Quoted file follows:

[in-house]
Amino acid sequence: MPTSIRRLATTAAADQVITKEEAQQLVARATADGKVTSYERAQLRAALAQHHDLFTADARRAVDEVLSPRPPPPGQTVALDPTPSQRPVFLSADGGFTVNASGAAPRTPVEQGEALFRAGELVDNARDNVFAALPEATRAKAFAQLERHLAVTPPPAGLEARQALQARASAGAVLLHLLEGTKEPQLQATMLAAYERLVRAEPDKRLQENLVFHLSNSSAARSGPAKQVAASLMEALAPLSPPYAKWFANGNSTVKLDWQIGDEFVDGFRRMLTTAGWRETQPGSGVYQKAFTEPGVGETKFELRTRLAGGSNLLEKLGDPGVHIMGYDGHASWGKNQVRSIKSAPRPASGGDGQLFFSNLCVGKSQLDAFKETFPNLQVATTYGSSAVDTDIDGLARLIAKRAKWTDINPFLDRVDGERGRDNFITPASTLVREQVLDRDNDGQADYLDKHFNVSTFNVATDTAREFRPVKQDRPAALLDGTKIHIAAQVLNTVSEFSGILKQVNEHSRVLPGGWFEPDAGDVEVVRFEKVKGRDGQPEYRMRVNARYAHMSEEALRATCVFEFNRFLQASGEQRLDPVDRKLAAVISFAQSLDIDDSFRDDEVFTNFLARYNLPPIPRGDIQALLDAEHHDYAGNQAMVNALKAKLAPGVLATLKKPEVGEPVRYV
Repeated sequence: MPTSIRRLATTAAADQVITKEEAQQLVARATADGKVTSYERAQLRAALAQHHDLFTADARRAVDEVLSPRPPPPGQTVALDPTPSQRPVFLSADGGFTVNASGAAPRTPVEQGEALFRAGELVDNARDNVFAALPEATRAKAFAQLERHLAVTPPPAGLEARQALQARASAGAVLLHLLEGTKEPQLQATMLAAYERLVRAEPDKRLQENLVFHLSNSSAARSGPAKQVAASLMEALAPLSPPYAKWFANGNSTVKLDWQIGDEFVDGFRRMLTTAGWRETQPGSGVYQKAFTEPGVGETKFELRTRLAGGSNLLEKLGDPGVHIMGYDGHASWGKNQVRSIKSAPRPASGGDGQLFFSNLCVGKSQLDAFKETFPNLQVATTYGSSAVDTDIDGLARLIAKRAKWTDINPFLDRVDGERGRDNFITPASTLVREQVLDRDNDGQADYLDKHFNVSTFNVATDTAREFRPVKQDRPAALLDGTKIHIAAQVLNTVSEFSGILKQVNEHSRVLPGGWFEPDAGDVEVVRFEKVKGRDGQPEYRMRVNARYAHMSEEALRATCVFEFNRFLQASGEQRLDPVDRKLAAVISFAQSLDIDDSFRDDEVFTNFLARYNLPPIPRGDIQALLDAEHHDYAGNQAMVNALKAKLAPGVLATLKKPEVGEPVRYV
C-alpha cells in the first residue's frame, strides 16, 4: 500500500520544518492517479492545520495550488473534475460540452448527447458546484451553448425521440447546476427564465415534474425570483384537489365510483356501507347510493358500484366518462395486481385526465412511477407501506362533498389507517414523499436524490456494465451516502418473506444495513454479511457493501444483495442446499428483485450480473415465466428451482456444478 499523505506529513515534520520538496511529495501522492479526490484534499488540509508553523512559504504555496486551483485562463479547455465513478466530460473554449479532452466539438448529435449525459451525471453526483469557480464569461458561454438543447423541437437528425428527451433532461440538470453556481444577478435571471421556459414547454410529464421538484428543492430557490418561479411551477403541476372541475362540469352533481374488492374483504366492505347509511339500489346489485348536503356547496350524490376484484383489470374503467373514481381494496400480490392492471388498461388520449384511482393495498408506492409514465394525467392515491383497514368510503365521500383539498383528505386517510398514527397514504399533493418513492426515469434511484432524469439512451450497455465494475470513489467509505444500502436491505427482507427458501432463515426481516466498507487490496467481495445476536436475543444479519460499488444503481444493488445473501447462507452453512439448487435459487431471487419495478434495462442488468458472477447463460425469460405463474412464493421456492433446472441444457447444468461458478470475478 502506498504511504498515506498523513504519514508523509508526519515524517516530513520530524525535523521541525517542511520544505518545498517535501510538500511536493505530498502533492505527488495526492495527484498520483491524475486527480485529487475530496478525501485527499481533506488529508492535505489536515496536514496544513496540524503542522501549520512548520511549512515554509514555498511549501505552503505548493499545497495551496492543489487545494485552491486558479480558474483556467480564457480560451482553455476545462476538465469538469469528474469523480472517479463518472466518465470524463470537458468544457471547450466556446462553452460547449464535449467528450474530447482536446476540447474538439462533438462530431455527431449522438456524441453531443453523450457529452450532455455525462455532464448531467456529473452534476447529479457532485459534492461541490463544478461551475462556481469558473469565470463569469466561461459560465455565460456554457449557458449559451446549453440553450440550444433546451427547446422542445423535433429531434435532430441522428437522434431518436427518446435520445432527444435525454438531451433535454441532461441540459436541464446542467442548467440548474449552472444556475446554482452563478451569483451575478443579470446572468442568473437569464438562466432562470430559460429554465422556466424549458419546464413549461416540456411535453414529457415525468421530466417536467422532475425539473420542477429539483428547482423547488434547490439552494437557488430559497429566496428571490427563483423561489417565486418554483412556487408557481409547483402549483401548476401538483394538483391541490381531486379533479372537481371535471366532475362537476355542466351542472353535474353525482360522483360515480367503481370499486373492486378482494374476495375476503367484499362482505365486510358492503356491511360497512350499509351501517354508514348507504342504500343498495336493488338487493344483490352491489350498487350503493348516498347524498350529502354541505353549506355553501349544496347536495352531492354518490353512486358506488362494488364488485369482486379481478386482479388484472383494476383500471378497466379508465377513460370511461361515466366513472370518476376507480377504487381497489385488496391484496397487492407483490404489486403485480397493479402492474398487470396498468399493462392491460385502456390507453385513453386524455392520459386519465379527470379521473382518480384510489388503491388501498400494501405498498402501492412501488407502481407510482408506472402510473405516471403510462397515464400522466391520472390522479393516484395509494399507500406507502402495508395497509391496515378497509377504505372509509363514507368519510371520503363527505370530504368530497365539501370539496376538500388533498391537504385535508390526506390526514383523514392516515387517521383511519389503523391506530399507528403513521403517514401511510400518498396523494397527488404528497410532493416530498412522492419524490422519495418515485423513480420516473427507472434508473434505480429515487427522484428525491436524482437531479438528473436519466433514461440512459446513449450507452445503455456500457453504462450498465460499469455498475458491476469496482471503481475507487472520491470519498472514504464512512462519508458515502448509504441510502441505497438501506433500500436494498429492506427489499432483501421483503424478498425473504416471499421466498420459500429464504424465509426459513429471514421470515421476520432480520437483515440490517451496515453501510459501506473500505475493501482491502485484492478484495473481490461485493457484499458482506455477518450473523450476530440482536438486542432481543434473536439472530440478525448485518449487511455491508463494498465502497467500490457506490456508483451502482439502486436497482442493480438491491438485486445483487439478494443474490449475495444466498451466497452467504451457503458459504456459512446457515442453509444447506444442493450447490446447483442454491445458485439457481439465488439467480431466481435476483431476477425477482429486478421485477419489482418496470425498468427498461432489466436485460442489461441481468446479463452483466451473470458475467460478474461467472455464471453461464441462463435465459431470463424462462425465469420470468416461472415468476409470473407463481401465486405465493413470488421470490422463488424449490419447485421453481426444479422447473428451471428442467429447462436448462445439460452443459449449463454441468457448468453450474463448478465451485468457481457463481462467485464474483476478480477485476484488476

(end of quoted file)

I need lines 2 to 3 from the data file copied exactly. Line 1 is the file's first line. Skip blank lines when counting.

Amino acid sequence: MPTSIRRLATTAAADQVITKEEAQQLVARATADGKVTSYERAQLRAALAQHHDLFTADARRAVDEVLSPRPPPPGQTVALDPTPSQRPVFLSADGGFTVNASGAAPRTPVEQGEALFRAGELVDNARDNVFAALPEATRAKAFAQLERHLAVTPPPAGLEARQALQARASAGAVLLHLLEGTKEPQLQATMLAAYERLVRAEPDKRLQENLVFHLSNSSAARSGPAKQVAASLMEALAPLSPPYAKWFANGNSTVKLDWQIGDEFVDGFRRMLTTAGWRETQPGSGVYQKAFTEPGVGETKFELRTRLAGGSNLLEKLGDPGVHIMGYDGHASWGKNQVRSIKSAPRPASGGDGQLFFSNLCVGKSQLDAFKETFPNLQVATTYGSSAVDTDIDGLARLIAKRAKWTDINPFLDRVDGERGRDNFITPASTLVREQVLDRDNDGQADYLDKHFNVSTFNVATDTAREFRPVKQDRPAALLDGTKIHIAAQVLNTVSEFSGILKQVNEHSRVLPGGWFEPDAGDVEVVRFEKVKGRDGQPEYRMRVNARYAHMSEEALRATCVFEFNRFLQASGEQRLDPVDRKLAAVISFAQSLDIDDSFRDDEVFTNFLARYNLPPIPRGDIQALLDAEHHDYAGNQAMVNALKAKLAPGVLATLKKPEVGEPVRYV
Repeated sequence: MPTSIRRLATTAAADQVITKEEAQQLVARATADGKVTSYERAQLRAALAQHHDLFTADARRAVDEVLSPRPPPPGQTVALDPTPSQRPVFLSADGGFTVNASGAAPRTPVEQGEALFRAGELVDNARDNVFAALPEATRAKAFAQLERHLAVTPPPAGLEARQALQARASAGAVLLHLLEGTKEPQLQATMLAAYERLVRAEPDKRLQENLVFHLSNSSAARSGPAKQVAASLMEALAPLSPPYAKWFANGNSTVKLDWQIGDEFVDGFRRMLTTAGWRETQPGSGVYQKAFTEPGVGETKFELRTRLAGGSNLLEKLGDPGVHIMGYDGHASWGKNQVRSIKSAPRPASGGDGQLFFSNLCVGKSQLDAFKETFPNLQVATTYGSSAVDTDIDGLARLIAKRAKWTDINPFLDRVDGERGRDNFITPASTLVREQVLDRDNDGQADYLDKHFNVSTFNVATDTAREFRPVKQDRPAALLDGTKIHIAAQVLNTVSEFSGILKQVNEHSRVLPGGWFEPDAGDVEVVRFEKVKGRDGQPEYRMRVNARYAHMSEEALRATCVFEFNRFLQASGEQRLDPVDRKLAAVISFAQSLDIDDSFRDDEVFTNFLARYNLPPIPRGDIQALLDAEHHDYAGNQAMVNALKAKLAPGVLATLKKPEVGEPVRYV